Exploring the Wonder of Breath - Part 3
Breathing for Stress Management
This is the third blog in our Exploring the Wonder of Breath series. In the first two blogs, we discussed deep breathing mechanics, and benefits of deep breathing. In this blog, we will take a deep dive into breathing as a tool for stress management. Who can’t use destressing techniques in today’s day and age?
Are you overworked, sleep-deprived, anxious, and stressed? You are not alone. I am right there with you. The only issue is, I have been investing a big chunk of my paycheck on fancy spa treatments for relaxing. Spa treatments have their place, but if you are looking for a more long-term solution, keeps reading this blog.
Fortunately, there are many ways to let go of stress and gain calmness without a hefty price tag. The best relaxation method is entirely free. All you need is your breath and some free time to practice deep breathing.
The deep breathing practice isn’t new to humans. According to ancient Indian scripture, deep breathing brings “prana” or energy to us. In ancient Chinese culture, it’s called “Qi” — energy that flows through our bodies. The concept of breath has been prominent in many other ancient civilizations, including Egyptian-ka, Hebrew-Nefesh, Greek-psuchē, and Latin anima. These cultures believed that by breathing with control and depth, we could find clarity of mind and focus energy for living a better-balanced life.
This ancient science behind deep breathing still holds. Research shows that deep breathing exercises keep the mind and body strong by lowering blood pressure, promoting relaxation, and relieving stress. If you think about breathing when you are stressed out, you take quick and shallow breaths. By living with intention, we can activate our parasympathetic nervous system and help our bodies relax. Breathing is affected by our autonomic nervous system. When we take shallow breaths, the breath stops at the top of the lungs and activates the sympathetic nervous system since the top part of the lungs is connected to nerves that communicate with the sympathetic nervous system. The lower lobes of our lungs have nerves that connect to the sympathetic nervous system. So, deep, controlled, and extended breaths will activate those nerves.
Here are a few deep breathing techniques for destressing and finding calm and tranquility.
Equal Breathing- This breathing technique can help with taking your mind off the daily to-do list. It’s beneficial to practice it before going to bed to quiet your busy brain. How to do it:
- Inhale for four counts and then exhale for four counts while sitting comfortably or lying down.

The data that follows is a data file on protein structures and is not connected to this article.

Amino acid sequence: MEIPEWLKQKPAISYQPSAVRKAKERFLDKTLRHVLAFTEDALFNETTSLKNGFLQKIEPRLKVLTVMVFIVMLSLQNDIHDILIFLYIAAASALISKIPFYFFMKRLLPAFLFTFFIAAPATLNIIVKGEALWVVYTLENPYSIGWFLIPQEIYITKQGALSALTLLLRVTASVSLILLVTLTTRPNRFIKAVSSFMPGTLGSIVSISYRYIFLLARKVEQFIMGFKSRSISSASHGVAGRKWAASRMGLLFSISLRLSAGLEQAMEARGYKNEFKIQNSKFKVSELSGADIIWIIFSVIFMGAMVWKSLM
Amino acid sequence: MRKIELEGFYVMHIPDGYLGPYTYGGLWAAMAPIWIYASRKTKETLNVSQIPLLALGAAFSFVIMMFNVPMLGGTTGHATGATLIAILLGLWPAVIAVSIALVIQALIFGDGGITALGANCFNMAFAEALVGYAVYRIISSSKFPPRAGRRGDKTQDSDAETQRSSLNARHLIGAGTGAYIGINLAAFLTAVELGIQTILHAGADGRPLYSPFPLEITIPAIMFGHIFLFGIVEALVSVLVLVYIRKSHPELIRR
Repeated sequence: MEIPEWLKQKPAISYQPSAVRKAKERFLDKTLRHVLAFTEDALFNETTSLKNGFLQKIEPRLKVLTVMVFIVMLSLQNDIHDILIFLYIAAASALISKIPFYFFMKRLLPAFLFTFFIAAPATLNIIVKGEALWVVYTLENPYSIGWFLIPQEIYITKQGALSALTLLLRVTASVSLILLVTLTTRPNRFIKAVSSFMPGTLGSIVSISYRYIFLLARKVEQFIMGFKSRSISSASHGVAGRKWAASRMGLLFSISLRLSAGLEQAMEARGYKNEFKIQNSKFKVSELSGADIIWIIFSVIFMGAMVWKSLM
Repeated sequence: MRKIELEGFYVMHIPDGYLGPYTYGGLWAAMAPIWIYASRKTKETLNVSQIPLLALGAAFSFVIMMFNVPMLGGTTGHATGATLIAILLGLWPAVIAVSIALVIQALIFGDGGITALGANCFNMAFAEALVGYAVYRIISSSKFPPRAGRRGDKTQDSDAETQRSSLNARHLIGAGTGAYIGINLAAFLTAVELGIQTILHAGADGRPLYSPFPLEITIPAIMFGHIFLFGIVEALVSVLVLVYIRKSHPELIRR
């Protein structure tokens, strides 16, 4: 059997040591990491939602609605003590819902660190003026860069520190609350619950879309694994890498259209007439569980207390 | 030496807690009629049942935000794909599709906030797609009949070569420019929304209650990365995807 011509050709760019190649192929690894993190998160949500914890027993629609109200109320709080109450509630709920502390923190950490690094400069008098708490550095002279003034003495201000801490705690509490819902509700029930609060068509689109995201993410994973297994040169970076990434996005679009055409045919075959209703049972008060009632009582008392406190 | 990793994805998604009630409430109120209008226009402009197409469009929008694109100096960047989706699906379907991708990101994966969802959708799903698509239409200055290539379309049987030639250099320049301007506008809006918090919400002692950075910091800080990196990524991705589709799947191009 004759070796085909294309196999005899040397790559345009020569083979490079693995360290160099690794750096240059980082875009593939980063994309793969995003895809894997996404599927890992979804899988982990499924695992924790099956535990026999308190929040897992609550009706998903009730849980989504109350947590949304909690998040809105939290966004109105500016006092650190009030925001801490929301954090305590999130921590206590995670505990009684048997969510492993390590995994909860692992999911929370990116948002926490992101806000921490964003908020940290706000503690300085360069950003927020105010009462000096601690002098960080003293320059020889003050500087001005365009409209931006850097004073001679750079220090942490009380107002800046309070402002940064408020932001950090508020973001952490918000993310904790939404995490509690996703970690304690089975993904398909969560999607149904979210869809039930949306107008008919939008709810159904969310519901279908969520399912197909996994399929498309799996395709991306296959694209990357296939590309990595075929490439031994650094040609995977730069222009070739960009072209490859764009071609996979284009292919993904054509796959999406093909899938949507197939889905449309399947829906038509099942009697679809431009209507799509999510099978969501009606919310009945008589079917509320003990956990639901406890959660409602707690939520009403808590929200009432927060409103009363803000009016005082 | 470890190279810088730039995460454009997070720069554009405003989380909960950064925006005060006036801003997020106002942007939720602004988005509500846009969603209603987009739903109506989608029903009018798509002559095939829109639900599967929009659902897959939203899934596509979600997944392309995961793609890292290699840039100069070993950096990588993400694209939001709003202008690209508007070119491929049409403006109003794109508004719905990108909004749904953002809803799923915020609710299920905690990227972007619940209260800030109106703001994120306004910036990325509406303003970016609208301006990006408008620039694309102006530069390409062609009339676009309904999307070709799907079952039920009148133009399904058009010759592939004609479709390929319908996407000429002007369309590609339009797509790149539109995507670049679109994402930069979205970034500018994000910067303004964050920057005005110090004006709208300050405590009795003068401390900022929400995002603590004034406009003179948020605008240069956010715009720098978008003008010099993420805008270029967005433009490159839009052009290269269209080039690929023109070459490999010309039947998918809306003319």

- Your eyes can remain open or closed.
- Inhale and e through your nose throughout the practice.
Abdominal Breathing — this breathing technique is super helpful before a stressful event. Yes, I am talking about before your big presentation or an exam. How to do it:
- Place one hand on your chest and the other on your belly.
- Take a deep breath in through your nose, allowing the breath to travel all the way down to the diaphragm and let your belly inflate.
- Exhale slowly, contracting the abdomen.
Try taking 6- 10 deep breaths for a minute every hour to reap the benefits.
Yoga- Yoga is built on the science of breathing. Yogic teachings of thousands of years focus on building Parana through breathwork. Later the yoga practice evolved to include asanas or physical postures coordinated with breathwork. The deep breathing practiced during yoga encourages us to live in the present. So, to destress and find calm laying down your yoga mat and going through a brief practice can help.
Learning these breathing techniques isn’t difficult, but practice is key to building momentum. Set aside a few minutes each day to practice deep breathing and say goodbye to stress.
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About the Author
Aesha Tahir is a health and wellness coach and a certified personal trainer. She holds a Master’s degree in Applied Exercise Science and is certified by the NASM as a Personal trainer. She is a certified USA Track and Field Running Coach and Road Runners of America Coach. She is a 200-HR Registered Yoga Teacher. She is also a group exercise instructor specializing in barre, spinning, strength training, boot camp, and yoga classes. She has over five years of experience in the fitness and wellness arena with focused expertise in coaching, corrective exercise and injury prevention, individualized fitness programs, and group fitness programs. She is also an aspiring public speaker in the fitness and wellness world who believes in this quote; “To be inspired is great, but to inspire is incredible.”